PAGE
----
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Corporate Social Responsibility
Corporate Social Responsibility
CSR is the commitment by businesses to behave ethically and contribute to economic development, while improving the quality of life of the workforce and their families as well as of the local community and society at large.
The dimensions of the CSR triangular concept can be characterized as follows:
• The self-regulation approach is characteristic of most company-related initiatives. In this case, companies decide for themselves how far to engage in CSR and which CSR measures to implement. As the role of the state is limited, liability is limited, too.
• In legal regulation, the government is the most important player. This is reflected in multinational initiatives which are based on binding legal commitments, Individual codes of conduct for companies from one side of the spectrum, the legal instruments the other.
• Multi-stakeholder initiatives, such as the Global Compact or the OECD Guidelines for Multinational Companies, are located between the two extremes and can be defined conceptually as co-regulation approaches in which stakeholders are involved in a company’s CSR policy-making process. In this “third way”, NGOs, business associations, governmental organizations and multilateral institutions, among others, work together in a constructive manner to achieve complementary goals in the CSR process.
CSR can not only refer to the compliance of human right standards, labor and social security arrangements, but also to the fight against climate change, sustainable management of natural resources and consumer protection. The various practices followed by the corporate in different parts of the world differ significantly.
In the Developed nations, the basic needs of the population do not need so much support as in the under-developed nations. The demographies, literacy rate, poverty ratio and GDP of the country have significant role in determining the directions of CSR initiatives of an organization.
In the Asian context, CSR mostly involves activities like adopting villages for holistic development, in which they provide medical and sanitation facilities, build school and houses, and helping villages become self-reliant by teaching them vocational and business skills.
CSR provisions in India
CSR in India has traditionally been seen as a philanthropic activity. And in keeping with the Indian tradition, it was an activity that was performed but not deliberated. The practice of CSR in India still remains within the philanthropic space, but has moved from institutional building (educational, research and cultural) to community development through various projects. Also, with global influences and with communities becoming more active and demanding, there appears to be a discernible trend, that while CSR remains largely restricted to community development, it is getting more strategic in nature (that is, getting linked with business) than philanthropic, and a large number of companies are reporting the activities they are undertaking in this space in their official websites, annual reports, sustainability reports and even publishing CSR reports. The Companies Act, 2013 has introduced the idea of CSR to the forefront.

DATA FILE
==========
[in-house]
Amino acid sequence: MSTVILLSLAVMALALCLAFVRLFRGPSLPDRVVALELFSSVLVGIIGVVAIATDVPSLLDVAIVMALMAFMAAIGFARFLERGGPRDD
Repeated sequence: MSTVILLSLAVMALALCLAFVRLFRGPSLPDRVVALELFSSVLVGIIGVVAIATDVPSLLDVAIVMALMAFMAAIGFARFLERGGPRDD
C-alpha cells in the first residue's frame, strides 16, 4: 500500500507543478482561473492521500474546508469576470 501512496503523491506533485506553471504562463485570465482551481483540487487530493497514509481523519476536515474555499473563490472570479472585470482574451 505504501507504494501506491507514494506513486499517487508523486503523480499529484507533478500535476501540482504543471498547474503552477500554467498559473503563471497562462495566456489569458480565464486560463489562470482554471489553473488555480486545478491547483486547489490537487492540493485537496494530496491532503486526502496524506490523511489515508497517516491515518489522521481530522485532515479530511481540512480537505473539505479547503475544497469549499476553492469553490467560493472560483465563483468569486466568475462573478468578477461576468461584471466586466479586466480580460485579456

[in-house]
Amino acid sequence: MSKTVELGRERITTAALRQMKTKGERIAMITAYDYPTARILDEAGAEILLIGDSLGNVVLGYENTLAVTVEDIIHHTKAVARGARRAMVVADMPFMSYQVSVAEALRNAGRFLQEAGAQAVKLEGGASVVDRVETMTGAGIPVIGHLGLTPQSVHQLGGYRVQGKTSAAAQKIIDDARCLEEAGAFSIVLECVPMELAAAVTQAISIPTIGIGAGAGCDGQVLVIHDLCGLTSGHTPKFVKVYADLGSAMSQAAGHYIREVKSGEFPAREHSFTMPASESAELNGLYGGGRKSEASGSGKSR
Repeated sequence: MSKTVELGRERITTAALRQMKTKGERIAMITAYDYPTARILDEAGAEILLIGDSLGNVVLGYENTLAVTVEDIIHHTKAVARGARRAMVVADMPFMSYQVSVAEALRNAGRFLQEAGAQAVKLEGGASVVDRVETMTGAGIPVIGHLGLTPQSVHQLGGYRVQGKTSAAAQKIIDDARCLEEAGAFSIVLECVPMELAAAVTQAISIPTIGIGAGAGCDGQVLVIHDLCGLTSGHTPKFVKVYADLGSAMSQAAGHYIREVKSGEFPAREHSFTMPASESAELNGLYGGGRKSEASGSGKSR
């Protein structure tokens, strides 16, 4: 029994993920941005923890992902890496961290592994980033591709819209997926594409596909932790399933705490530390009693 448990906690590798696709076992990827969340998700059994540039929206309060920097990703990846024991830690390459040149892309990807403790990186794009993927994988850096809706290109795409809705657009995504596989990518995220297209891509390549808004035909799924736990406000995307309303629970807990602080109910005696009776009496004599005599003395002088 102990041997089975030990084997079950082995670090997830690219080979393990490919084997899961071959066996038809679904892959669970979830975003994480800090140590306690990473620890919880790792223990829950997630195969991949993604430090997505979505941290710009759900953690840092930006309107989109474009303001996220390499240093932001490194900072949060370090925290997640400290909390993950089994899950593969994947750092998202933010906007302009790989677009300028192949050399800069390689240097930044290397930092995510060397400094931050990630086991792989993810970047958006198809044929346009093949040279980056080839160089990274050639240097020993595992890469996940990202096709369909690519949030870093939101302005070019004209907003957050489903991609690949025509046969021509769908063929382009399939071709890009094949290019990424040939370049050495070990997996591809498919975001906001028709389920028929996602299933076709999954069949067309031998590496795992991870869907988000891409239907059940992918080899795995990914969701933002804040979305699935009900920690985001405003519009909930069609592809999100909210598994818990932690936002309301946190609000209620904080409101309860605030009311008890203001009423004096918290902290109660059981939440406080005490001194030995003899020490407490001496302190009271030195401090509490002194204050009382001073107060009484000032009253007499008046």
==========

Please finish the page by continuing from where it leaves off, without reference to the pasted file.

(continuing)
The Ministry of Corporate Affairs, Government of India has formally notified CSR provisions under the Section 135 of Companies Act 2013 and the related rules effective from 1st April 2014. As per the provisions of section 135, a company with turnover of INR 1000 crore or more or a net-worth of INR 500 crore or more or net profit of INR 5 crore or more in any financial year shall constitute a CSR Committee and would be required to spend at least 2% of their average net profits of the past three years on CSR activities. If for any reason a company is unable to do so, they would be required to explain the reason for that. An annual report on CSR activities must be included in the Board Report of a company spending on CSR.
The contribution of any State setup funds, social business projects has been removed. Further, it seems that the concept of shared value proposition has been ruled out, for instance, a company cannot choose a project which also support their business object. If a water purifier company do CSR in the area of providing safe drinking water and run a campaign to create awareness regarding safe drinking water, this will have a shared value proposition. Such company also derived some value for its future business prospects. The ambit of the Act does not specifically cover foreign companies, but Rules clearly includes foreign companies having its branch or project office in India.
The Companies Act has considerably widened the ambit of CSR activities which now includes:
• Poverty eradication
• Promotion of education, gender equality and women empowerment
• reducing child mortality and improving maternal health
• Combating AIDS/HIV, malaria and other diseases
• Ensuring environmental sustainability
• Employment-enhancing vocational skills and social business projects
• Relief and funds for socio-economic development such as for welfare of SC/ST, OBCs, minorities and women.
Clause 135 of the Companies Act, 2013 requires a CSR committee to be constituted by the board of directors. They will be responsible for preparing a detailed plan of the CSR activities including, decisions regarding the expenditure, the type of activities to be undertaken, roles and responsibilities of the concerned individuals and a monitoring and reporting mechanism. The CSR committee will also be required to ensure that all the income accrued to the company by way of CSR activities is credited back to the CSR corpus.